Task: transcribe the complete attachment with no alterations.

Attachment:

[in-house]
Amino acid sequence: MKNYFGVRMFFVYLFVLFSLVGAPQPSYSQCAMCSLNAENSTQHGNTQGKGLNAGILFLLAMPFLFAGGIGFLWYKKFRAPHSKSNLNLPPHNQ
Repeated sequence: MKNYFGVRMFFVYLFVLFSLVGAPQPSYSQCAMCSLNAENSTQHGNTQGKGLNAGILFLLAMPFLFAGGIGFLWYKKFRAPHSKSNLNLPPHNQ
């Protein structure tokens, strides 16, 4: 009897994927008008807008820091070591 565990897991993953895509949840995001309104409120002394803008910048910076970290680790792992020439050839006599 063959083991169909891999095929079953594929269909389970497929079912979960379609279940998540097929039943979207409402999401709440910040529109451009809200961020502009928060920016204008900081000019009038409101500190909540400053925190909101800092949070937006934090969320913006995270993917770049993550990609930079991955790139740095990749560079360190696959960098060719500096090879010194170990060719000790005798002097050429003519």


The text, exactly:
[in-house]
Amino acid sequence: MKNYFGVRMFFVYLFVLFSLVGAPQPSYSQCAMCSLNAENSTQHGNTQGKGLNAGILFLLAMPFLFAGGIGFLWYKKFRAPHSKSNLNLPPHNQ
Repeated sequence: MKNYFGVRMFFVYLFVLFSLVGAPQPSYSQCAMCSLNAENSTQHGNTQGKGLNAGILFLLAMPFLFAGGIGFLWYKKFRAPHSKSNLNLPPHNQ
């Protein structure tokens, strides 16, 4: 009897994927008008807008820091070591 565990897991993953895509949840995001309104409120002394803008910048910076970290680790792992020439050839006599 063959083991169909891999095929079953594929269909389970497929079912979960379609279940998540097929039943979207409402999401709440910040529109451009809200961020502009928060920016204008900081000019009038409101500190909540400053925190909101800092949070937006934090969320913006995270993917770049993550990609930079991955790139740095990749560079360190696959960098060719500096090879010194170990060719000790005798002097050429003519």